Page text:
Gateau Tiede Aux Poires Mas De Cure Bourse

Surely you’ve heard of Gateau Tiede Aux Poires Mas De Cure Bourse. No? The best translation I’ve found so far is this: Delectable Pear Custardy Caramel.

Attention all crème brulée, tarte tatin and crème caramel lovers. Here is another recipe that must be added to your repertoire, especially now during pear season. Apples would make a fine substitute as would quince, (though the quince might need some preliminary cooking. Maybe? Maybe not.) For my mother, this recipe rivals Balzano Apple Cake — my favorite fall (maybe, all-time) dessert, a recipe everyone should try, at least once.

Just a slight warning about the preparation of this gateau: Nothing about it feels natural. If you are out of practice cooking sugar, the first step might turn you away. Don’t be afraid. It’s quite quite simple. Moreover, the recipe calls for a sprinkling of yeast. Again, don’t worry — no rising or proofing is called for. And lastly, the batter in its final state looks like a curdled mess. But fear not. In the oven, the caramel, pears and batter combine to form, as my mother described, a delectable custardy goodness.

Gateau Tiede Aux Poires Mas De Cure Bourse
Serves 4 to 6

1 cup sugar
1¼ tsp. yeast
4 large ripe pears, about 2 pounds, (Bartlett or Anjou), peeled, cored and sliced very thin
1/3 cup flour
4 large eggs
1 tsp. vanilla
7 T. unsalted butter, room temperature

1. Preheat oven to 300 degrees. Butter a 9”-round cake tin. In a large skillet cook ¾ cup of the sugar over moderate heat until it begins to melt. Continue cooking until it turns a golden caramel. Meanwhile, sprinkle the yeast over one tablespoon of lukewarm water.
2. Pour the hot caramel into prepared pan. Make sure caramel covers the bottom. (If your caramel has hardened up before you allow it to cover the bottom of the pan, place the pan, using potholders, over one of your stovetop burners and hover it over the heat until the caramel begins to melt.) Arrange thinly sliced pears in slightly overlapping circles on top of caramel.
3. In a large bowl, beat the eggs, then add the flour, 1/4 c. sugar, the yeast mixture and vanilla. In another large bowl (sorry about all of the bowls!) beat the butter with an electric mixer (or standmixer) until smooth. Add the egg mixture and beat until the mixture is combined well, but do not overbeat. It will look slightly curdled. Pour the mixture over the pears being careful not to dislodge the pears.
4. Bake the cake on the middle rack for one hour or until golden. Let cool on rack for five minutes and then run a knife around the edges, and invert onto a large dish or platter deep enough so the syrup won’t flow over the edges. Serve warm.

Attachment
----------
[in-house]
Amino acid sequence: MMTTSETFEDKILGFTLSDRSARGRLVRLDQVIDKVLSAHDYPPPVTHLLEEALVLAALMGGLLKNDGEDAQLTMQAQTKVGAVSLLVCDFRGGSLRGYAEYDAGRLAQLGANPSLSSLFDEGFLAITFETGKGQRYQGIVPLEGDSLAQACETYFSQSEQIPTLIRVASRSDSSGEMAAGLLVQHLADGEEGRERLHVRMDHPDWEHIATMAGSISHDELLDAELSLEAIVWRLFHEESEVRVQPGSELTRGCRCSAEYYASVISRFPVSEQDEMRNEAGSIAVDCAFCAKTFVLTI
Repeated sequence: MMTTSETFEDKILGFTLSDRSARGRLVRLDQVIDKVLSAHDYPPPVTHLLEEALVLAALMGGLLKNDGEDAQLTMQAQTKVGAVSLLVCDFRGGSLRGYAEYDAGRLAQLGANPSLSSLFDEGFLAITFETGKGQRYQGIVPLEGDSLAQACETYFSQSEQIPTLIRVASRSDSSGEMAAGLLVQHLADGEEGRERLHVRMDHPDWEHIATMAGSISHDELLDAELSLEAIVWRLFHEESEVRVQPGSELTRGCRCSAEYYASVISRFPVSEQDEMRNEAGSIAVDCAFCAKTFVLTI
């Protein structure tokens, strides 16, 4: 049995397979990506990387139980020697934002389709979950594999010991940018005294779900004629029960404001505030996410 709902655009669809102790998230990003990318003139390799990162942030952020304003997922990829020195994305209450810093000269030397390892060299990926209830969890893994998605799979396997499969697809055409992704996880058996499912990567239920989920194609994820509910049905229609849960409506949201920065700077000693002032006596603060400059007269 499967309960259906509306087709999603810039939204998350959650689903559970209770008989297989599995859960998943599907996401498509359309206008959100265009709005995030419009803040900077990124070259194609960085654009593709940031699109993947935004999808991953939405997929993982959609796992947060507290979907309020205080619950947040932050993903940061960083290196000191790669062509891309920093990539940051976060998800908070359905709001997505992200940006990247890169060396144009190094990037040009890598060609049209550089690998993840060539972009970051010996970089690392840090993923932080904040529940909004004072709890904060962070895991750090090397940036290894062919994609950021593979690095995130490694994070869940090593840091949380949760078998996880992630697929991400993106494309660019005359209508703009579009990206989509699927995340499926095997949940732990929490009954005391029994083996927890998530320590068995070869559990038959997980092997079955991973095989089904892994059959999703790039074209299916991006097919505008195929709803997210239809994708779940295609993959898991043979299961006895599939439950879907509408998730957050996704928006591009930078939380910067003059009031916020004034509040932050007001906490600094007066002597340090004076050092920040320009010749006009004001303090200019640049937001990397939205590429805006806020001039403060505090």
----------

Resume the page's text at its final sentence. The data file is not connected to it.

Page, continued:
1. The Blonde Duck says

    I’m so glad you translated that! I was sitting there scratching my head going, “Duhhhh…”

    Remember Pinkie and the Brain? “NARF!”

  2. RecipeGirl says

    Custardy and Caramelly?? Oh yum. I thought you were trying to get all fancy on us or something :)

    It really looks amazing!

  3. Helene says

    I never heard of a: Gateau Tiede Aux Poires Mas De Cure Bourse and I’m French. Don’t know where this recipe comes from. That surely looks really good.

  4. Isa says

    Never heard of it before, but so glad I came to your blog and read about it! This is on my to-do list now! Haha, thanks for sharing

  5. Kim says

    This is a new dessert for me, and it is perfect for fall weather. Your photos are wonderful and caramel anything is my favorite.

  6. Manggy says

    Delectable custardy goodness indeed! I suppose you could also make the thing from start to finish in an ovenproof deep skillet :) (I hate cleaning up caramel, though!)

  7. Gigi says

    Oh Alexandra! I have a bag of pears in my fridge and have been dying to do something special with them. This sounds like the perfect recipe!

  8. Rowena says

    Hmmm…you say quince might work as well? I’ve never worked with it, but saw that they were available in the exotic exotic section in the fruit section. Now if I can get over the carbon footprint that is surely has left on it’s way to Hawaii, then perhaps I can give it a try. Love all things caramel-y!

  9. giz says

    Nope, never heard of it but would a) love to continue saying it just because it sounds so sexy in French and b)it sounds utterly delicious.

  10. hot garlic says

    Oh no! I am a huge fan of all of those things! And now there is another tempting relative?? It looks amazing!

  11. Mama JJ says

    I just discovered this blog and I’m going to do something that’s a little out of the ordinary for me: I am skipping the “lurking stage” and immediately jumping into the role of “follower”. Your recipes, writing, and photography are excellent, and your philosophy is intriguing (and right on). Great blog!


  12. Foodycat says

    How can something I have never heard of just become my favourite dessert? Is it the description? Is it the photographs? I don’t know but you have nailed it! I want this!

  13. Nneka says

    Hey there! I was just looking for the recipe for the Balzano cake to make for Christmas again (went over really well last year) and found this so I’ll give it a try instead. Or, maybe I’ll just make both! Hope you’re well

  14. Le Panier Provençal says

    Is it from Restaurant “Mas de Cure Bourse” at L’Isle sur La Sorgue in Vaucluse France? I worked there long time ago and we were making that Cake !!
    Funny to find it on internet..
    Good cake but must be a sweet tooth 😉

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